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Writers Chat: Jeonnam v FC Seoul Preview

He Asks, I Answer:

John Emanuelson: Last time Seoul and Jeonnam played, Seoul won 3-0.  I feel as though they were a bit fortunate to come away with the win.  What did you think about the result? 

Ryan Walters: While I'd definitely have to agree that Seoul was a bit fortunate and the Dragons didn't deserve a 3-goal loss, I don't think the end result should've changed. Yes Jeonnam had a bad call go against them early to allow the first goal, but they should've been able to fight back a bit. Instead the defense pulled its occasional disappearing act and allowed FCS to control pretty much every aspect of the game. I'm also not at all convinced Noh Sang-rae knows how to manage a team with a deficit. Once down the Dragons seem to revert to the "lob it into the offensive zone and pray" technique which predictably doesn't work. On the plus side the Dragons have significantly improved their chances heading into this weekend with a healthy Lee Jong-ho and an in form Mislav Oršić. Had those players been there and playing like they are now, perhaps things would've gone differently.

JE: Jeonnam have some really outstanding players.  Oršić, Lee Jong-ho, and Choi Hyo-jin immediately come to mind.  However, I would say, looking at Jeonnam’s season, they have been consistently inconsistent.  Why haven’t they done better?

RW: I usually shy away from blaming the manager in football, but... well... if the shoe fits. Noh Sang-rae is absolutely obsessed with an offensive strategy that just doesn't work for this team. I wrote in more detail about it in my recap of their home loss to Gwangju, but the gist of it is that his offensive strategy doesn't allow players technical skills to shine. You're absolutely on point to bring up Lee Jong-ho, Oršić, and Choi Hyo-jin as stand out players, and they're the ones that are handcuffed by Noh's system of lob-and-pray. While Choi can make some brilliant runs to help the offense and has a solid shot from distance, he very rarely gets a chance to do so because Jeonnam so often squanders possession in the offensive half with a flailing cross to no one simply for the sake of crossing the ball.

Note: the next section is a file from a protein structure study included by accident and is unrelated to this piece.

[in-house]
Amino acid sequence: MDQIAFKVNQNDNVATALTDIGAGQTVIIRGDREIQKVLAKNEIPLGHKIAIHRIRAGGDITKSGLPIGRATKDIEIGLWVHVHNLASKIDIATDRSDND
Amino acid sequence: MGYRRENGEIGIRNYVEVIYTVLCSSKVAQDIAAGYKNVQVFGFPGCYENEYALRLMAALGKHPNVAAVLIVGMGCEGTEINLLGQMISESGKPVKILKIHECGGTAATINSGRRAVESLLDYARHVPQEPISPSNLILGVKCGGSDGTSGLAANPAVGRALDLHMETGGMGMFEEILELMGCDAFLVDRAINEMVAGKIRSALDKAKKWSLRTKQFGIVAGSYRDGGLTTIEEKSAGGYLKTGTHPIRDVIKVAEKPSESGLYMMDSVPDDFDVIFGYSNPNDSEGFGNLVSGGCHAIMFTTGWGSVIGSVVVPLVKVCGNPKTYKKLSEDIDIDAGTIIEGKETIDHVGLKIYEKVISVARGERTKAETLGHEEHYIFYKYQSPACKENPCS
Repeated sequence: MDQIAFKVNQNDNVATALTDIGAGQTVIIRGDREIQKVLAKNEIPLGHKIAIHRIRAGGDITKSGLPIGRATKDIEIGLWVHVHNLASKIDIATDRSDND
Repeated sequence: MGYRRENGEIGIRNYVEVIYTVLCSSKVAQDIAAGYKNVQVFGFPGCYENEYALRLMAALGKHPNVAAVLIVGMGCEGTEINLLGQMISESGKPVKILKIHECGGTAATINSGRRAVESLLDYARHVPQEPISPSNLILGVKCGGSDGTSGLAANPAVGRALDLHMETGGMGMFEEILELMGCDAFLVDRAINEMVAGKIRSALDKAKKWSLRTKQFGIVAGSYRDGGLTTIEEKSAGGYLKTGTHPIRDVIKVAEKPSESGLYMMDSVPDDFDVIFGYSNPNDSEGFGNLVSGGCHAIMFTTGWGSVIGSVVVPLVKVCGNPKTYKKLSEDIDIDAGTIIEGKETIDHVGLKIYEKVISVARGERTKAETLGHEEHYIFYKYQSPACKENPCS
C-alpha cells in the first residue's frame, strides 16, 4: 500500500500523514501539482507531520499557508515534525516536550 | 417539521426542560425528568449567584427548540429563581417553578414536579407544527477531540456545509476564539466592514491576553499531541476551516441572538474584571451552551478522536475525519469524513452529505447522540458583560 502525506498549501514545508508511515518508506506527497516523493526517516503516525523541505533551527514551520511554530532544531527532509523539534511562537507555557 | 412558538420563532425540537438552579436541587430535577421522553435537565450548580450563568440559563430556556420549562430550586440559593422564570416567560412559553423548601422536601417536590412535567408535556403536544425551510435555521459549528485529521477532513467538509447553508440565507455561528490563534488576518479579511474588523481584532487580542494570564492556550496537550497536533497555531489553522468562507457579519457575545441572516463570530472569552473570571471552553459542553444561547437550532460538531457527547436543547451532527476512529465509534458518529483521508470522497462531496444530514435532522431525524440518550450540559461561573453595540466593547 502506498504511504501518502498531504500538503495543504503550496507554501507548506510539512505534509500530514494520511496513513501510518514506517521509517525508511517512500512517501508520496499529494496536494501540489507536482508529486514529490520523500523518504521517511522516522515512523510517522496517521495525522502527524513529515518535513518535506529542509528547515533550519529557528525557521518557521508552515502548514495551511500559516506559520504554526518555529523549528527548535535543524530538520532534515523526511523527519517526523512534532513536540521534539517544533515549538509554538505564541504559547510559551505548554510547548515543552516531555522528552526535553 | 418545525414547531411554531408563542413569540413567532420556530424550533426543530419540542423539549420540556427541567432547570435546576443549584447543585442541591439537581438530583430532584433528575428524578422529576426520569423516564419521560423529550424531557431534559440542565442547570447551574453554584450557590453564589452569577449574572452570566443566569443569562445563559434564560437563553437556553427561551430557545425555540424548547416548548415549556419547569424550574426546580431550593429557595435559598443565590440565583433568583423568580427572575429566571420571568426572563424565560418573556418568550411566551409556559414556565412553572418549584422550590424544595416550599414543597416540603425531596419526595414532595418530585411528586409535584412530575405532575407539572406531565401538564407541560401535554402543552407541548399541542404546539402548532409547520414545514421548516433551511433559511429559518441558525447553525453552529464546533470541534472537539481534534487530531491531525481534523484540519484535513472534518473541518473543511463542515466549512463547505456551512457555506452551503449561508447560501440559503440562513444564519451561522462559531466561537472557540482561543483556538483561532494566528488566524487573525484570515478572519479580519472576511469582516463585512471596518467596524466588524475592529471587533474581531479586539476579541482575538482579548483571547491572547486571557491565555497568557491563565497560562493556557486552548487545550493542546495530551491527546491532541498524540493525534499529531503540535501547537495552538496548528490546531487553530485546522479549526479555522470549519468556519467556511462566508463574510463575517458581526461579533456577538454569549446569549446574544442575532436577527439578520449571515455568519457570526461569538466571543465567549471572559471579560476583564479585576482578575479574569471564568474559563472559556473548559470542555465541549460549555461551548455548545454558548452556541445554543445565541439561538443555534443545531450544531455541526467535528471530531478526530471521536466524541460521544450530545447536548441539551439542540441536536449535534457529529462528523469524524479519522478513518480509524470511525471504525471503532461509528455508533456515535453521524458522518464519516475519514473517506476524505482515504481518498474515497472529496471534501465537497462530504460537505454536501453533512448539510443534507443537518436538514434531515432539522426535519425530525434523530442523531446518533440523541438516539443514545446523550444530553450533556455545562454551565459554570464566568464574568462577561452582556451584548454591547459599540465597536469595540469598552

I used to blame the players, but after watching more of the season it's quite clear that's what they're being instructed to do. With Stevo as an integral part of the offensive I'm ok with this being one tool in toolbox, but it shouldn't be the only strategy. By lobbing it past the midfielders Noh is taking away Oršić and  Lee Jong-ho's truly fantastic dribbling abilities when running at defenders. The strategy also pretty much eliminates the need to defend the center of the field outside of the penalty box for opposition. Defenses can then simply key in on Stevo in the box and know that they have nearly every aspect of the Dragons offense covered.

However, on occasion, the Dragons are allowed to play a more direct, possession-centric game and it's a thing of beauty. When the midfielders are more involved in the game it not only slows things down enough for off the ball movement to matter more, but it also takes pressure off of the defense. Jeonnam does alright with possession most games, but it's often from the defense passing it around in their own zone, which invites a lot of potential problems. In the games they've won, they've done extremely well in the midfield battle, which I think they can win more often if they're allowed to create their own chances down the middle.

JE: Last time I asked about super villain goalkeeper Kim Byung-ji and his super mullet.  He seems to have had some issues keeping this year.  Do you think he should still play?  If not, then who? 

RW: It makes me something of a villain with a good number of Jeonnam supporters, but I think the legend should probably take a seat. While he does well to get to a good number of balls, he can't hang onto anything and offers up some juicy rebounds. I don't have the stats in front of me, but I can think of at least three goals this year that came directly off of rebounds he should've had. There's also the matter of not having kept a clean sheet since May 9th against cellar dwelling Daejeon. In fact, the Dragons have only kept three clean sheets since April and they were all against bottom of the table teams: Incheon (9th), Busan (11th), and Daejeon (12th).

It's a tricky situation replacing Kim Byung-ji though. Kim Min-sik is his backup and aside from putting in a truly terrible performance against Pohang, he's had zero minutes of game time. No FA Cup games, no halftime dog and pony show performances, nothing. I find it hard to believe this is what he left Jeonbuk Motors for. So, even though he's 29 and entering the prime years for a keeper, he hasn't seen game action at all this season. In an ideal world the Dragons will avoid the Relegation Round and can simply focus on developing younger talent (including Min-sik) when the league splits.

JE: How have Jeonnam played at home this year?

RW: Quite well. They've managed a 4-3-1 record and even though the Daejeon scoreless draw felt like defeat, the sole loss came a few weeks back to the suddenly hot Gwangju FC. They're also better than league average in all of the important categories when it comes to per game home stats:
DragonsLeague Average
Goals scored1.381.24
Goals conceded0.881.04
% Defeats12%29%
% Wins50%41%
The differences aren't staggering, but if they can keep it up over the duration of the season it should help see them finish in the Championship Round.

JE: For Seoul to win, what do you think they need to do? 

RW: Same thing they did last time, take the lead early. If they can put one on the board early the Dragons will spend the rest of the match in a mad scramble to earn it back and completely disregard any game plan they had coming into it. Should FC Seoul not manage an early goal, they can still find some joy by peppering Kim Byung-ji with shots or off of set pieces.